Church by the Glades in Coral Springs, Fla., is a case study in how Cooperative Program (CP) giving has fared during the decade since the financial crisis of 2008.
Ten years ago, the congregation was thriving. Worship attendance was at 3,500 and climbing; pledges had been made for a multimillion-dollar building program; and southeast Florida’s real estate market was hot.
Then what has been dubbed the Great Recession hit. The housing bubble burst – striking regions like Florida, California and Las Vegas particularly hard – and the stock market’s Dow Jones Industrial Average experienced its largest single-day drop to date in late September 2008.
While Church by the Glades continued to grow and people continued coming to faith in Christ, finances tightened. With job losses and personal bankruptcies among members, the church made a difficult decision to decrease its giving through the Cooperative Program by some $300,000 annually over five years to sustain its building program and keep ministries afloat amid explosive growth.
CP is Southern Baptists’ unified method of funding missions and ministries in North America and across the globe.
“We love and are committed to the Cooperative Program,” Church by the Glades executive pastor Raul Palacios told Baptist Press. But a significant portion of the church’s financial resources had to be focused “on growing the church and reaching lost people.”
Today, Church by the Glades’ undesignated receipts and worship attendance are well above 2008 levels. But its CP giving has yet to rebound. “We definitely went through a very difficult time financially,” Palacios said.
Nationally, the story is similar.
Total undesignated receipts of Southern Baptist churches have recovered and in 2016-17 were more than $500 million above 2007-08 levels, according to SBC Annuals. But total CP giving through state conventions was $79 million less during the most recent fiscal year than in 2007-08.
CP giving to SBC causes is rebounding thanks to the sacrificial giving of Baptist state conventions – but giving is still more than $6 million below 2007-08 levels. In 2007-08, 37.28 percent of all CP funds were forwarded to SBC causes. In 2016-17, it had increased to 41.49 percent, according to SBC Annuals, the highest percentage in at last 50 years.
Kevin White, executive director of the Nevada Baptist Convention (NBC), told BP, “We had two things going on at the same time”: the Great Recession and the Great Commission Resurgence, a series of recommendations affirmed by SBC messengers in 2010 and considered subsequently by the SBC Executive Committee. Along with their recommendations to the SBC, the convention’s Great Commission Task Force challenged state conventions to “return to the historic ideal of a 50/50 Cooperative Program distribution between the state conventions and the SBC.”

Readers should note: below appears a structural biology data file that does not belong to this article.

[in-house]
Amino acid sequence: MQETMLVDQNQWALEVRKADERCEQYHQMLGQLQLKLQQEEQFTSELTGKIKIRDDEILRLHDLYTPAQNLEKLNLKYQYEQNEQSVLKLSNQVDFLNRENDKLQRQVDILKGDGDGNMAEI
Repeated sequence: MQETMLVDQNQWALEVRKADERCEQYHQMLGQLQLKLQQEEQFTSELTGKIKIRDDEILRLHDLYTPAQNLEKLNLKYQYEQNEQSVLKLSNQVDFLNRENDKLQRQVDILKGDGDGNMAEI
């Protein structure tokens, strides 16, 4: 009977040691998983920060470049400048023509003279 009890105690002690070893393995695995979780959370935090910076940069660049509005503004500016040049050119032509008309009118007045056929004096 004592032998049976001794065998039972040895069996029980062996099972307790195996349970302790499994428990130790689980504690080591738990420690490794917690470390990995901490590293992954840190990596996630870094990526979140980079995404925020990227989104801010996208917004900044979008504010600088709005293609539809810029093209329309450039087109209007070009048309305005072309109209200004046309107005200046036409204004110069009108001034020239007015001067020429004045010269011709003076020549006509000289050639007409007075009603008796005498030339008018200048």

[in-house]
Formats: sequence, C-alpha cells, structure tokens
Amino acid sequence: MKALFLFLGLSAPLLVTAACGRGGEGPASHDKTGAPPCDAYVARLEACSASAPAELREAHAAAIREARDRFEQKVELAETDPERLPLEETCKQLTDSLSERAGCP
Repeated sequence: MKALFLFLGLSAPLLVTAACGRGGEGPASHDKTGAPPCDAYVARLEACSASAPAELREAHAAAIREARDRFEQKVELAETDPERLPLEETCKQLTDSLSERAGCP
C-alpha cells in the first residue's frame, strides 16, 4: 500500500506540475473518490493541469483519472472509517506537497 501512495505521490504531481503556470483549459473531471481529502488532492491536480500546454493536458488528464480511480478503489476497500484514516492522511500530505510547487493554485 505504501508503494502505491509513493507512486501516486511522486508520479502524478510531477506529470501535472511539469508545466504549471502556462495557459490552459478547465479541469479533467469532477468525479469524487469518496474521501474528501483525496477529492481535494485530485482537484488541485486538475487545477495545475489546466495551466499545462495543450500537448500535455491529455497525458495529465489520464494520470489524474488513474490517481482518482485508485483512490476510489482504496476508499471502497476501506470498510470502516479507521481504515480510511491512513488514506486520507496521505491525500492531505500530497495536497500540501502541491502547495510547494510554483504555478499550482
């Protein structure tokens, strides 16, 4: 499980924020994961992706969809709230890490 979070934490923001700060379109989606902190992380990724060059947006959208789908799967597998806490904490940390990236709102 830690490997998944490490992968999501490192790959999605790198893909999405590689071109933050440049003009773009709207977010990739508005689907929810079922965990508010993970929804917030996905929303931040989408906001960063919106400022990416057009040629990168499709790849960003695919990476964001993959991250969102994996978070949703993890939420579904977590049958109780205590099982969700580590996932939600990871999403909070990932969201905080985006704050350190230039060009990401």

The NBC is one of six state conventions that forward at least half of their CP receipts to the SBC without a “shared ministry expenses” calculation. At least two other state conventions forward at least half after deducting shared ministry expenses for items like CP promotion, which benefit both the state and national conventions.
Though the NBC was behind in its budget following the recession, White said, they increased CP giving “because we believed God wanted us to trust Him and be part of the endeavor across the world of reaching people for Jesus Christ.” Other state conventions seem to feel similarly, he added.
Ashley Clayton, the SBC Executive Committee’s vice president for Cooperative Program and Stewardship, said renewed enthusiasm for CP-funded ministries among Southern Baptists makes him optimistic total CP receipts will begin trending upward.
“During the first two to five years of the economic downturn, churches changed their percentage of giving” through CP, Clayton told BP. As churches rebound from the downturn, increasing their percentages of undesignated receipts given through CP “is a slow process.”
Individuals “may change their gift every year,” Clayton said. “But our church very seldom changes its percentage giving” through CP – generally once a year at most.
Among factors that make Clayton and other EC leaders optimistic about a CP increase to come:
Total charitable giving in the U.S. hit an all-time high in 2017, according to the Giving USA annual report. Total giving to religious causes increased 3.9 percent between 2015 and 2016 and an additional 2.9 percent between 2016 and 2017.
The 19 Christian denominations that are members of the Evangelical Council for Financial Accountability (EFCA) reported a cumulative 19.8 percent increase in the revenue they received between 2007 and 2017, the ECFA told BP. The SBC is not an ECFA member.
Among Southern Baptist churches that gave $1,000 or more through the Cooperative Program in 2016, CP giving averaged 6.32 percent of their undesignated receipts – well above the 4.86 percent average for all Southern Baptist churches in 2016-17.
SBC President J.D. Greear has prepared a customized video for each Baptist state convention this fall, extolling CP and urging churches to increase their giving.
White added that church plants are giving through CP at above-average rates, including one Nevada church plant that is two years old and in the top 15 CP-giving churches in the state. The North American Mission Board (NAMB) requires all church plants to give at least 6 percent of their undesignated receipts through CP, according to NAMB’s 2018 written report to the SBC.
Clayton concluded that while the SBC’s total CP giving hasn’t rebounded since 2008, “I suspect that it will.”
(EDITOR’S NOTE – David Roach is chief national correspondent for Baptist Press. Reprinted from Baptist Press, baptistpress.com, news service of the Southern Baptist Convention.)